As you have started speaking in sentences this week, I’ve realized yet again that I have no idea what I’m doing.
I won’t overbrag and describe your speech as complete sentences because, although it’s close, you generally still miss a few words. It started on February 23, when you strung two words together for the first time as you called out to us from your crib in the morning: “Wake up. Wake up! Wake up? Wake up.” We were both excited at your newest verbal trick, as were you, and you shortly thereafter added new phrases, such as “come back” and “time out.”
That morning was, in fact, the first time that you’d strung two syllables together outside of saying “mommy,” “daddy,” or “doggie.” And sure, a couple of those phrases happen to be complete sentences, but that’s just a happenstance. However, being newly polysyllabic allowed you, on February 25, to report to Mama, “Fire engine down road.”
Now that’s a sentence.
Not a full one, but a sentence nevertheless. I know that Mama was delighted at it, since she called me at work to report the news, and you were still saying “down road” repeatedly when I got home that night. In fact, whenever someone says “fire engine,” you repeat it. This all gives us one less developmental hurdle to worry about you getting over. For now. There will always be something to worry about later, I’m sure.
Actually, I did wonder–not worry–about that article and asked Mama if she thought you knew 50 words or not. She immediately said, “Oh yeah, I can come up with 50 words right now: barn, tractor, truck, motorcycle, helicopter…all his colors…”
Your colors were something that Mrs. K mentioned last time I picked you up. She pointed out that when all of you at daycare are talking about an object, you’ll state the color of the object. And she repeated what my sister Kangamoo said–that understanding colors is hard because it’s an abstract concept, since it’s a quality of the object, not the object itself, yet it’s inherent (or so it seems) to the object.
But, you know what, little guy? This does likely mean that you have an aptitude for spoken language, but what it surely means is that you’ve got two gabby parents. Sorry about that, but turnabout, it seems, is fair play, because you’re quite the motormouth at times. Like at times when Mama and I are having a conversation. Like when you’re going to sleep or waking up. Like when we’re driving around and you announce everything that we go past, “Gas [station]! Playground [actually, the turn off for it]! Store! Grocery [in case we weren’t sure which one he was announcing]!”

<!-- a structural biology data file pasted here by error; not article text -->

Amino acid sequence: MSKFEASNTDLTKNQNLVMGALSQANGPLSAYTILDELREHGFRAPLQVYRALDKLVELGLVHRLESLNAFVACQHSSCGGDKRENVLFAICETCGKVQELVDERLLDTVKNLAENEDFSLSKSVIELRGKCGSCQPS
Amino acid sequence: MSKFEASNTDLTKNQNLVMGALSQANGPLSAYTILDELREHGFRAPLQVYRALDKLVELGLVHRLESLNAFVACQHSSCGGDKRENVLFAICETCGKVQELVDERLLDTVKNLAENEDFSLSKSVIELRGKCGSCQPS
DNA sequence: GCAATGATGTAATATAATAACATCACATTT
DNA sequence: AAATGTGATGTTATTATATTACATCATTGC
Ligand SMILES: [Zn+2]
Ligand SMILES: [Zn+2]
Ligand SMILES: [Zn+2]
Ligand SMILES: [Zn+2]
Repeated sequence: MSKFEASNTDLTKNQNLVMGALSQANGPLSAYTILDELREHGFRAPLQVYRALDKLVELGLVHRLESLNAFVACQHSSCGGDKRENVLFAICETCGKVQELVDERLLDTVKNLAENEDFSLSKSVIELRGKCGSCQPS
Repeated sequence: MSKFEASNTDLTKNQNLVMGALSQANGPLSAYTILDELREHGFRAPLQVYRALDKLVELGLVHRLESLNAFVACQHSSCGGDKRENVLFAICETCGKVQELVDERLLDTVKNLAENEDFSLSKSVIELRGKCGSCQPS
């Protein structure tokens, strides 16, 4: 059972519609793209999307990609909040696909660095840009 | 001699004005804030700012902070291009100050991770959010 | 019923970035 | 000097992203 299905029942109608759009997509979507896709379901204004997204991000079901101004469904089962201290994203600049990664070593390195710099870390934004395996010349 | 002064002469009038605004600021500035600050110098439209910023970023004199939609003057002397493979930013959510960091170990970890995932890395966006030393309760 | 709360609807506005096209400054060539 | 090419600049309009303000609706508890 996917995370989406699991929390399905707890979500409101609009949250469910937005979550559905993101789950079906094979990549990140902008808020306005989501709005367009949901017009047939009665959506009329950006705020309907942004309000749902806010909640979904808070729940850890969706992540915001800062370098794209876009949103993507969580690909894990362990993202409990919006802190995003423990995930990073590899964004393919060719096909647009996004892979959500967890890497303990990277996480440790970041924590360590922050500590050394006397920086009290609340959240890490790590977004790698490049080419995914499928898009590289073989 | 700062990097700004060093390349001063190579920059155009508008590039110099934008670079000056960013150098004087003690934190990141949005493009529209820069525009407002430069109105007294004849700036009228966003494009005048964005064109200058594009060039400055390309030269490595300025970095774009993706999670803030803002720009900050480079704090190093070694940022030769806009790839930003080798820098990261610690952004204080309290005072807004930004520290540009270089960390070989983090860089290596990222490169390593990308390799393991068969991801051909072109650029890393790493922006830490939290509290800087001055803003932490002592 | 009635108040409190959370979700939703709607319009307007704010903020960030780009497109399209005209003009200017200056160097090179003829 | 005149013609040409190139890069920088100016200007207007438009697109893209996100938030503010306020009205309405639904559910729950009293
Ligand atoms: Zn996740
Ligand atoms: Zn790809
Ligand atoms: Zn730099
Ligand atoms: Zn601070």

What’s harder to figure out is when you announce those things that happened last time you passed that way, especially when you passed that way with the other parent…
“Do you see a helicopter?”
“Do you hear a helicopter?”
“Does that truck sound like a helicopter?”
“Do those birds way up there look like a helicopter?”
“Do you want your toy helicopter?”
“Do you see a drawing of a helicopter? Is there one in your book back there? Does that tree look like a helicopter? [What can I say? I get desperate.]”
“Did you see a helicopter last time you were here with Mommy?”
[Big grin around thumb firmly planted in mouth. Bingo.]
I don’t know why, but I fall for this at least once a week. And with far greater frequency, I realize that I have no idea how you learned all these words, other than having a Dad who’s a Chatty Cathy, and a Mama who knows big words. This also seems to be how you picked up some vital skills like eating and walking and laughing, but if my primary teaching mechanism is osmosis, you’re hosed when it comes to other important skills like math, dressing yourself in matching and appropriate clothing, and dusting. Apologies for all of that, but remember, Mama’s the smart stylish one.
I love you with all of my heart, tiger, and I can’t wait to hear what you have to say in the rest of our months together. All my love,